Magnolia Tribune will formally launch in the coming days, but it will continue to serve, and more importantly expand, the audience Y’all Politics has built.
Eighteen years ago, I started what would become Y’all Politics. The media landscape was at the start of a massive upheaval. The internet had begun eroding the foundations of the traditional print model and simultaneously providing a platform for new voices and outlets.
At the same time, Mississippi was experiencing its own sea change. Governor Haley Barbour was elected to office in the fall of 2003. His tenure would kick off the end of Democratic control of Mississippi’s government; control that stretched back to the era of Reconstruction.
Y’all Politics was there all along the way to inform the public and to add unique insights that often helped shape the debate. Over what is now almost two decades of operation, our role has changed. Our influence has grown. What started as a “one man show” with news aggregation and political commentary grew to a full-fledged media outlet with an editor and two full-time Capitol reporters.
In a world of well-worn bias in the media, our reporters were able to strengthen relationships with leaders simply by offering a place that was willing to tell the full story, instead of weaponizing perspective masquerading as news. Our approach meant that we regularly broke important news that far larger and better funded outlets could not. It also occasionally put us at odds with those outlets.
Despite the success, over the past year, we came to realize that to survive and thrive, Y’all Politics would need to evolve and grow. This would require a brand shift to align our brand with the news outlet we had years ago become. It also required an overdue technology and social media reboot and a wider breadth of coverage to include business news and cultural content on what makes our state unique.
In recent months, we began discussions with a start-up non-profit media outlet, Magnolia Tribune Institute, that came forward with an aligned vision to deliver reliable news, good business and culture coverage, and thoughtful perspective. Those discussions culminated in Jackson New Media, the parent company of Y’all Politics, entering into a charitable contribution agreement to donate all of its assets to the new venture. The donation has now been completed.
Magnolia Tribune will formally launch in the coming days with its own brand, but it will continue to serve, and more importantly expand, the audience Y’all Politics has built. It will be strengthened by what the Y’all Politics team has built, including a massive content library amassed over the years. And it will be aided by the Y’all Politics team, itself, with Frank Corder, Sarah Ulmer, and Anne Summerhays all making the transition as employees of the new organization.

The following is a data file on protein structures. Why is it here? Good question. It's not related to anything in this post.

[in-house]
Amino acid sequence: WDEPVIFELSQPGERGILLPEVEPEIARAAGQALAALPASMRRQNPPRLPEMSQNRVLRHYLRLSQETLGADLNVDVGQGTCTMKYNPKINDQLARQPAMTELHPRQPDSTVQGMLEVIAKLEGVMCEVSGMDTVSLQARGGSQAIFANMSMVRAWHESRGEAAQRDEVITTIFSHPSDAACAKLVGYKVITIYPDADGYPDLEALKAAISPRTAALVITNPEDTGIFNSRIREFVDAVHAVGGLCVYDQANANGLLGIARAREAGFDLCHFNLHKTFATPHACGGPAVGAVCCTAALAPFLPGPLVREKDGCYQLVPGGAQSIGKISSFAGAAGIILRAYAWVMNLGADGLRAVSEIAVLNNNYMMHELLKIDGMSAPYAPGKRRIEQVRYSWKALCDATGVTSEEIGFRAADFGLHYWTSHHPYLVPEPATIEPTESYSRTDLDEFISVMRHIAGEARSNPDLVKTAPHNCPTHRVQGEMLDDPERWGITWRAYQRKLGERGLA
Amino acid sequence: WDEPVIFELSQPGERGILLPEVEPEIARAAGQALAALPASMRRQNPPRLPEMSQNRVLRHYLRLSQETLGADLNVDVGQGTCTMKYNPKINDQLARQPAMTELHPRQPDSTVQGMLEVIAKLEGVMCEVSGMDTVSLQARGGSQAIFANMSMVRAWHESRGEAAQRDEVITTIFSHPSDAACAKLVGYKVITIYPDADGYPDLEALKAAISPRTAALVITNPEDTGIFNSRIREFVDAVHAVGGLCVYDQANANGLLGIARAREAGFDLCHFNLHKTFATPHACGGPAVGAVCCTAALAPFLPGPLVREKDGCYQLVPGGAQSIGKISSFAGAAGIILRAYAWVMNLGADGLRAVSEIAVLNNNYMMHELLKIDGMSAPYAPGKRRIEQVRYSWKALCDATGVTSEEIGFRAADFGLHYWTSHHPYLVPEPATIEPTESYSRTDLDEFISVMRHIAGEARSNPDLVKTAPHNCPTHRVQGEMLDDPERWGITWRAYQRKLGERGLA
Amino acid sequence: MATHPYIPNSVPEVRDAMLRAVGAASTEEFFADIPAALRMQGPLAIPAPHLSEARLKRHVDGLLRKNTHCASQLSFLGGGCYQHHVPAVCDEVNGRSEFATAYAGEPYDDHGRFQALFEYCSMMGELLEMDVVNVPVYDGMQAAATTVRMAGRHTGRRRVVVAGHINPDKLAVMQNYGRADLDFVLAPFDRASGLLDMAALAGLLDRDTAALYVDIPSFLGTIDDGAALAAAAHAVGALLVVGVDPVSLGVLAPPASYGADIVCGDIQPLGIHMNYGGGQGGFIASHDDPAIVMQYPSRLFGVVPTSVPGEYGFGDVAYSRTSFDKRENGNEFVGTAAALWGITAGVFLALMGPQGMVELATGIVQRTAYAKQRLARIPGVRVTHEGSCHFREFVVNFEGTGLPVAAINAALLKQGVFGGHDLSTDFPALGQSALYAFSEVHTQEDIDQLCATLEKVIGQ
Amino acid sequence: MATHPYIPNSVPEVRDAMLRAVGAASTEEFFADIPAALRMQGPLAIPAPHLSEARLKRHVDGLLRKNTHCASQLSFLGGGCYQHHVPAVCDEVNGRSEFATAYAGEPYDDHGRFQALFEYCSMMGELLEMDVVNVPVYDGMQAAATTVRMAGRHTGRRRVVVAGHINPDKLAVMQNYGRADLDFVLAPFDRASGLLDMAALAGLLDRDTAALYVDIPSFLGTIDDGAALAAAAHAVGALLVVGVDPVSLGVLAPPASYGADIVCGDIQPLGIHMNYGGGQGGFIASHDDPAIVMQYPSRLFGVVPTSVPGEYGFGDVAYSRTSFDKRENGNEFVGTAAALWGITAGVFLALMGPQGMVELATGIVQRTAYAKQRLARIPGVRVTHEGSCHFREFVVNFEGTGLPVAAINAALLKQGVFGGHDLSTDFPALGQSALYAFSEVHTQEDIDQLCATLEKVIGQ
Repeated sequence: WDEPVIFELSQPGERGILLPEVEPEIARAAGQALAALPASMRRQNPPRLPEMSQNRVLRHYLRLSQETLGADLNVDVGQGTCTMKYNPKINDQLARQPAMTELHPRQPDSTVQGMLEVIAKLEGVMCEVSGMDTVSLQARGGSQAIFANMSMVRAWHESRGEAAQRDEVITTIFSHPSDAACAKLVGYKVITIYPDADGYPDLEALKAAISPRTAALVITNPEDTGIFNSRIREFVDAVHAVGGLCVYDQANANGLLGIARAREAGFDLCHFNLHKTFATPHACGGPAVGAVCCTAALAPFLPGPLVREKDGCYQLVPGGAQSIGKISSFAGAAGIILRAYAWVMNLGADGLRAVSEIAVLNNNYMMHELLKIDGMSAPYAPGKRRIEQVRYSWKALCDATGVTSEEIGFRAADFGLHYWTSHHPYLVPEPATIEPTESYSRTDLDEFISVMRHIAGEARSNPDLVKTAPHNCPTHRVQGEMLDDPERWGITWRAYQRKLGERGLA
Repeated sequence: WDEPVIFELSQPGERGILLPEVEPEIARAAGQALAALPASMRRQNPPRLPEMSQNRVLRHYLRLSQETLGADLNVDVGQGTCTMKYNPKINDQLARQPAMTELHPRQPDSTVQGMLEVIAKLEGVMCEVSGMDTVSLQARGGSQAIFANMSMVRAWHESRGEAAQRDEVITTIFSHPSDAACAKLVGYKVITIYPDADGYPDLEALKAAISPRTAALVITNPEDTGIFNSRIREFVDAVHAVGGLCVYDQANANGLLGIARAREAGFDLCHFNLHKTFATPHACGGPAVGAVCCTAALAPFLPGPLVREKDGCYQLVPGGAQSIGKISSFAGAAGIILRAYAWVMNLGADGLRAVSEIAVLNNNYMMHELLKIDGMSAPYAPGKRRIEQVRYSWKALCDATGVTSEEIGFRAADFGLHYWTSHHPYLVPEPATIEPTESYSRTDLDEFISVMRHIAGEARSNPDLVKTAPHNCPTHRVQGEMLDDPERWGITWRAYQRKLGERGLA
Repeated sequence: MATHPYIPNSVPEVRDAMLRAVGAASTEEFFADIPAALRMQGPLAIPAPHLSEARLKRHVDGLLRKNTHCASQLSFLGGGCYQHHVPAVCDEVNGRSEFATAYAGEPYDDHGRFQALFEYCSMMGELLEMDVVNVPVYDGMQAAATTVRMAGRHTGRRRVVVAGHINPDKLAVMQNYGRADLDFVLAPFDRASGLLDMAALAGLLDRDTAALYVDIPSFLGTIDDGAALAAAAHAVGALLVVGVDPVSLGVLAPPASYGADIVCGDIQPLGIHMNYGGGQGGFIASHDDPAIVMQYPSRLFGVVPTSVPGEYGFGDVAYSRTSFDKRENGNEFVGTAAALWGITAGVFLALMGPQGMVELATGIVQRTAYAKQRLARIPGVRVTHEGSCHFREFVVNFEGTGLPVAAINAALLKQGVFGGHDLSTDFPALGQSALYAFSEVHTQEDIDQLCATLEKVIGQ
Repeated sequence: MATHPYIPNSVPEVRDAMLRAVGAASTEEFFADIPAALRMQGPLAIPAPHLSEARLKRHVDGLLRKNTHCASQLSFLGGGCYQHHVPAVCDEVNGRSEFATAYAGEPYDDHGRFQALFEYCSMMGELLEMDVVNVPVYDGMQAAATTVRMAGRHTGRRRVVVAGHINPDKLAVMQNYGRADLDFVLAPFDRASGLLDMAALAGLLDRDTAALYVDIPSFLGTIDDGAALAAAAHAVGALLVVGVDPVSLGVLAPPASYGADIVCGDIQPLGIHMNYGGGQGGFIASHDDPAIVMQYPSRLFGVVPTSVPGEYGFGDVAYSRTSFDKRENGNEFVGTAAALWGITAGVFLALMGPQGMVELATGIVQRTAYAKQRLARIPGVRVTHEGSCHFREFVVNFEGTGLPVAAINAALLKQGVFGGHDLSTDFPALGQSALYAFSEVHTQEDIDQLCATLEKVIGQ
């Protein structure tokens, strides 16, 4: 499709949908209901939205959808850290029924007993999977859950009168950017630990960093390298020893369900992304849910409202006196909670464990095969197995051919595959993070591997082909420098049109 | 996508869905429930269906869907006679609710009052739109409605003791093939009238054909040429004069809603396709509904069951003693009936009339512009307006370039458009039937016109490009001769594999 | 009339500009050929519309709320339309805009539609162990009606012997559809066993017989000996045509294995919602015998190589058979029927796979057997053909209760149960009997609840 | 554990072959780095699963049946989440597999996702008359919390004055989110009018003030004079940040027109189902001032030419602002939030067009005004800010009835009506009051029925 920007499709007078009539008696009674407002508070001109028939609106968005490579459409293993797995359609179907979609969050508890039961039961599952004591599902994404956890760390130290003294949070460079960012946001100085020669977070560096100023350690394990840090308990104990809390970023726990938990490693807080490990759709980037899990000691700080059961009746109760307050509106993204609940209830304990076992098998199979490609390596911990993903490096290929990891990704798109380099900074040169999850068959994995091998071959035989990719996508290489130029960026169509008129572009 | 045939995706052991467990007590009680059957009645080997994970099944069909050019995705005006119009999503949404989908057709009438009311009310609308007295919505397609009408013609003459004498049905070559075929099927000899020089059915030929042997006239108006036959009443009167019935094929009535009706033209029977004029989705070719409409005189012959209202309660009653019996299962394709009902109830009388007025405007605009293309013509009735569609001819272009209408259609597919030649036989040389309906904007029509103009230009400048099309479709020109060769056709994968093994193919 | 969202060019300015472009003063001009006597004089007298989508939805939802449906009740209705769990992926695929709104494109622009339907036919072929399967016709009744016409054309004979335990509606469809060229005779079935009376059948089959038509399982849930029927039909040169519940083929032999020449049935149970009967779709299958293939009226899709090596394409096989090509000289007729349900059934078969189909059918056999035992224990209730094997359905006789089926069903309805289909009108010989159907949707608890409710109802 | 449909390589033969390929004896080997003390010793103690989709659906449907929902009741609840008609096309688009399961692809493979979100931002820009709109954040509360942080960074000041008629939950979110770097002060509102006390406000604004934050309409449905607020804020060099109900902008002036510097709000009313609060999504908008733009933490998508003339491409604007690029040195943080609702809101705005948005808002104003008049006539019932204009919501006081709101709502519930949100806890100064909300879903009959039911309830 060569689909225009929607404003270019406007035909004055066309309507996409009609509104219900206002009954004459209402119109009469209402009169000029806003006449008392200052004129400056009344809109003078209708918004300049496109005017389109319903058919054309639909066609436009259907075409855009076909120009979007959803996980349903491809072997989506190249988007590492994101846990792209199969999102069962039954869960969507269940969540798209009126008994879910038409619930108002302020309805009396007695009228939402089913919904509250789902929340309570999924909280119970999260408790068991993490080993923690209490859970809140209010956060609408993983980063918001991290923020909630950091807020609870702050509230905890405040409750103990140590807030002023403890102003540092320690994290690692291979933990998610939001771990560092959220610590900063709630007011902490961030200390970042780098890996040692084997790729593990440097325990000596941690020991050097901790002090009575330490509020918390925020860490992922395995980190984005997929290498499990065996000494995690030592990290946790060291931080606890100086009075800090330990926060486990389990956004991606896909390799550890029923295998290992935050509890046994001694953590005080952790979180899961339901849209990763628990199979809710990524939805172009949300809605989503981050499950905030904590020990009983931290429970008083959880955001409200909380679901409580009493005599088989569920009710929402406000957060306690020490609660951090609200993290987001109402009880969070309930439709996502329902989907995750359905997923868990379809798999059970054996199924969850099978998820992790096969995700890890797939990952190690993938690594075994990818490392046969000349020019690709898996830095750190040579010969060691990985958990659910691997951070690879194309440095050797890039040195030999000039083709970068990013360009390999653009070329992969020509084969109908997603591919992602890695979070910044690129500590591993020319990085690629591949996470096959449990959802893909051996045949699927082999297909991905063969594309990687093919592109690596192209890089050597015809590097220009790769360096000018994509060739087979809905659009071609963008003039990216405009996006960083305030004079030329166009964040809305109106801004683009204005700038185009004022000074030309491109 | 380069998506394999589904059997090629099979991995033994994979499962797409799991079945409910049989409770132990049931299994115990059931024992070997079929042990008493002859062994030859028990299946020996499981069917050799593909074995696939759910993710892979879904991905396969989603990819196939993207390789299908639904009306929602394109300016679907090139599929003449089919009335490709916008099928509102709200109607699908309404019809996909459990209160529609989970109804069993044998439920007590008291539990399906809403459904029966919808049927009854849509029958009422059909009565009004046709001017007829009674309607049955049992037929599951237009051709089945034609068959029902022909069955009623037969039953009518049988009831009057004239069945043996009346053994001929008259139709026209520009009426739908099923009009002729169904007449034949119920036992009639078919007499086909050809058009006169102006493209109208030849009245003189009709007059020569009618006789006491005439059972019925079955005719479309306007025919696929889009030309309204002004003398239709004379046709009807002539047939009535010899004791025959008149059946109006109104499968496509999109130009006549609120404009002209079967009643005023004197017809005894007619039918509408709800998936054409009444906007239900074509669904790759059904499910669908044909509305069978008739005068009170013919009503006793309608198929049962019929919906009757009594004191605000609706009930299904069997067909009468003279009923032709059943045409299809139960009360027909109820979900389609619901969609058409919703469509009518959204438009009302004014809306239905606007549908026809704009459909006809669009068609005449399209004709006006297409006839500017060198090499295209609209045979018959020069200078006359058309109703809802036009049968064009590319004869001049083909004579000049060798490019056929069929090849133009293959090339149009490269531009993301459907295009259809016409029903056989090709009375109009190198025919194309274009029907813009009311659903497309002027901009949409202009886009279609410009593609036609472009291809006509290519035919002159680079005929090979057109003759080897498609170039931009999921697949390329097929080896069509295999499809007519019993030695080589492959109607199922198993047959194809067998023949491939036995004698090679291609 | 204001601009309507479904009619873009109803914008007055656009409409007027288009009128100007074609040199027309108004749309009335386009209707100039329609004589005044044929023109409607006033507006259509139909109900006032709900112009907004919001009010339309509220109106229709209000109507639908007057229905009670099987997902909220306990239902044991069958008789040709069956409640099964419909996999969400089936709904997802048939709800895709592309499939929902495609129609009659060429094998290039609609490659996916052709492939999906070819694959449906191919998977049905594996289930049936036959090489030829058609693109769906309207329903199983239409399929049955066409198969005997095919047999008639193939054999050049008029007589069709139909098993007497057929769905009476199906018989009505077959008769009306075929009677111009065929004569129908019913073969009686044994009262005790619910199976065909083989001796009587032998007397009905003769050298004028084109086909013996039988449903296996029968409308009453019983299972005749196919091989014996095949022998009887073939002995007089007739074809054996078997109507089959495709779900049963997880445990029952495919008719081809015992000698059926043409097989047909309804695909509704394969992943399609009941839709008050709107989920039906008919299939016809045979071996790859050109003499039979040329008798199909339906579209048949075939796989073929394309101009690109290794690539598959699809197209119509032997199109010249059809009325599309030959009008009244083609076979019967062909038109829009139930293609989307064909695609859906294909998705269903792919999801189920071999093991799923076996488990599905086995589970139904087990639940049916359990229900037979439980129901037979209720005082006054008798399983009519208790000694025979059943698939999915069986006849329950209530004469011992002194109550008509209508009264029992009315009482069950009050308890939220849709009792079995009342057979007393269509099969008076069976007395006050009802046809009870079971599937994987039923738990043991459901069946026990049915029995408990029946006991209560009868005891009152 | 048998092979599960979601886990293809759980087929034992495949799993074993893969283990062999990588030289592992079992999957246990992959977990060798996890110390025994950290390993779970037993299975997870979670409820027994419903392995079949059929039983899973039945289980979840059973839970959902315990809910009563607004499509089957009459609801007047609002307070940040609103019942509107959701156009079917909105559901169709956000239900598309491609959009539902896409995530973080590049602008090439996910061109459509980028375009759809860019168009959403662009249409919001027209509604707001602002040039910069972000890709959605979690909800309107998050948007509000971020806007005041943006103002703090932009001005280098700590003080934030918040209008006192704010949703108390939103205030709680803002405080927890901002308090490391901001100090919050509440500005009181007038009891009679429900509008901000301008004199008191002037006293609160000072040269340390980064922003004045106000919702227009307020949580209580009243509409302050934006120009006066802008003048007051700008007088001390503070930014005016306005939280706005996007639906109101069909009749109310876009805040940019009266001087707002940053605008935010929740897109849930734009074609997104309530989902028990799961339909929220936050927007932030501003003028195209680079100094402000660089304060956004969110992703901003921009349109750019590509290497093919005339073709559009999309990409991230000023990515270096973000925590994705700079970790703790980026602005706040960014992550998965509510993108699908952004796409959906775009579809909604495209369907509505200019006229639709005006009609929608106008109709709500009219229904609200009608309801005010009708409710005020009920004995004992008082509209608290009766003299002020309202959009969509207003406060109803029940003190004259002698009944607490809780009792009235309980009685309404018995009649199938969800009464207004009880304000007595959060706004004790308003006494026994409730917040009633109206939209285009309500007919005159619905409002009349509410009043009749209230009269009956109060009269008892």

While I will have no ownership, governance or management interest in this new venture, I am excited to watch it take off. I believe it will be positioned and resourced to grow, so that it can compete in a media marketplace that is increasingly one-sided, and which, in my personal view, often operates with an anti-Mississippi agenda. I would not be stepping away if I did not believe the move would ultimately help create a more balanced and fair media landscape and more benefit for Mississippians. As for me, I’ll now be able to pursue business opportunities and things in policy and in the public sphere that weren’t appropriate before, and I’m excited about that. In short, it was time.
Y’all Politics has never been a money thing for me. It always ran the site as a “not profit” and the vision was always to make a difference. The evidence of the work is a living, breathing, and free archive of Mississippi political history for nearly the last two decades. That legacy will continue with archived content available through the new non-profit.
I can’t begin to convey my appreciation for all who helped make Y’all Politics what it was. Readers, employees, media partners, contributors, advertisers, and newsmakers all too numerous to list are all vital parts of the success we had. And future success of the effort will rely on continued support from all of those constituencies. Our coverage of public affairs news, elections, legislation, policy, political scandals (one of which spawned a successful book in 2009), and participation in the founding of the annual Mississippi Top 50 event will all be enduring legacies that I’m honored to have played a part in.